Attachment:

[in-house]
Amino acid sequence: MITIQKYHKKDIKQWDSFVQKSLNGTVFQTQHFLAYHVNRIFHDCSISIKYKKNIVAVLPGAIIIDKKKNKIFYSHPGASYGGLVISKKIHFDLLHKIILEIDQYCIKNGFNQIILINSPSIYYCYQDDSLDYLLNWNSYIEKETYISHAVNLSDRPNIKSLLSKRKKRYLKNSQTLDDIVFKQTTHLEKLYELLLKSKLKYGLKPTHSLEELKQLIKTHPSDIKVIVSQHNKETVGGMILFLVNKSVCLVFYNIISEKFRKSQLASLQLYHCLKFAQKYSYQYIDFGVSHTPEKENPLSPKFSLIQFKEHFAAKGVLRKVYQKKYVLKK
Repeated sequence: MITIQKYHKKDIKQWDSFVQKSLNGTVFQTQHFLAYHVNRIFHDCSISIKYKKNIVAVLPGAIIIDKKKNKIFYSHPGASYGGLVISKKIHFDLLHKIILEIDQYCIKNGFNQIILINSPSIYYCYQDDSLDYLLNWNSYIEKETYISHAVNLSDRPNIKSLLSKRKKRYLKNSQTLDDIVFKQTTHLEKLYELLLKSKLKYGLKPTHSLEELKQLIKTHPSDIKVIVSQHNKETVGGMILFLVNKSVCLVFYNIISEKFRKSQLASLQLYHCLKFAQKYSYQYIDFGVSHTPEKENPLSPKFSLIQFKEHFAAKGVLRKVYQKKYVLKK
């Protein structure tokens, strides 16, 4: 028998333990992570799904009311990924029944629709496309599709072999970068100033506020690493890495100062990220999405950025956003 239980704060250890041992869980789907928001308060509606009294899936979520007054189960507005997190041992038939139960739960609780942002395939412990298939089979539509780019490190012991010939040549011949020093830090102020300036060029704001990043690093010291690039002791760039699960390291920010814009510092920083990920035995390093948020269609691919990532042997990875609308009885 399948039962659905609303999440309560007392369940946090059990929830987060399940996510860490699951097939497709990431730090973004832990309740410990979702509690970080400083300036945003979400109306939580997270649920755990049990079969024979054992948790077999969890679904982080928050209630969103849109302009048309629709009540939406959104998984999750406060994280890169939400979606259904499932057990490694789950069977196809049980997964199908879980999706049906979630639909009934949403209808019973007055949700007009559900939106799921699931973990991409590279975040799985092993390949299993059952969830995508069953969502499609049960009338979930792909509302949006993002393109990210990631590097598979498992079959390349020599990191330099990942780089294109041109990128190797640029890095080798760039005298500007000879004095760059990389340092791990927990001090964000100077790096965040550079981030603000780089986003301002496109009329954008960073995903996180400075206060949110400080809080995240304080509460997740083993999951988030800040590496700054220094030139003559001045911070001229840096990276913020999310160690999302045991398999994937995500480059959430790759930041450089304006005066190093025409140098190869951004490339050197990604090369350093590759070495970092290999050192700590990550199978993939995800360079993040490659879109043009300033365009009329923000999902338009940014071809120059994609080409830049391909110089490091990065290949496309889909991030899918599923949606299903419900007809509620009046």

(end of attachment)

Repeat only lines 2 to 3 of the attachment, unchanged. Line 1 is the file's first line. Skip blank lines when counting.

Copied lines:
Amino acid sequence: MITIQKYHKKDIKQWDSFVQKSLNGTVFQTQHFLAYHVNRIFHDCSISIKYKKNIVAVLPGAIIIDKKKNKIFYSHPGASYGGLVISKKIHFDLLHKIILEIDQYCIKNGFNQIILINSPSIYYCYQDDSLDYLLNWNSYIEKETYISHAVNLSDRPNIKSLLSKRKKRYLKNSQTLDDIVFKQTTHLEKLYELLLKSKLKYGLKPTHSLEELKQLIKTHPSDIKVIVSQHNKETVGGMILFLVNKSVCLVFYNIISEKFRKSQLASLQLYHCLKFAQKYSYQYIDFGVSHTPEKENPLSPKFSLIQFKEHFAAKGVLRKVYQKKYVLKK
Repeated sequence: MITIQKYHKKDIKQWDSFVQKSLNGTVFQTQHFLAYHVNRIFHDCSISIKYKKNIVAVLPGAIIIDKKKNKIFYSHPGASYGGLVISKKIHFDLLHKIILEIDQYCIKNGFNQIILINSPSIYYCYQDDSLDYLLNWNSYIEKETYISHAVNLSDRPNIKSLLSKRKKRYLKNSQTLDDIVFKQTTHLEKLYELLLKSKLKYGLKPTHSLEELKQLIKTHPSDIKVIVSQHNKETVGGMILFLVNKSVCLVFYNIISEKFRKSQLASLQLYHCLKFAQKYSYQYIDFGVSHTPEKENPLSPKFSLIQFKEHFAAKGVLRKVYQKKYVLKK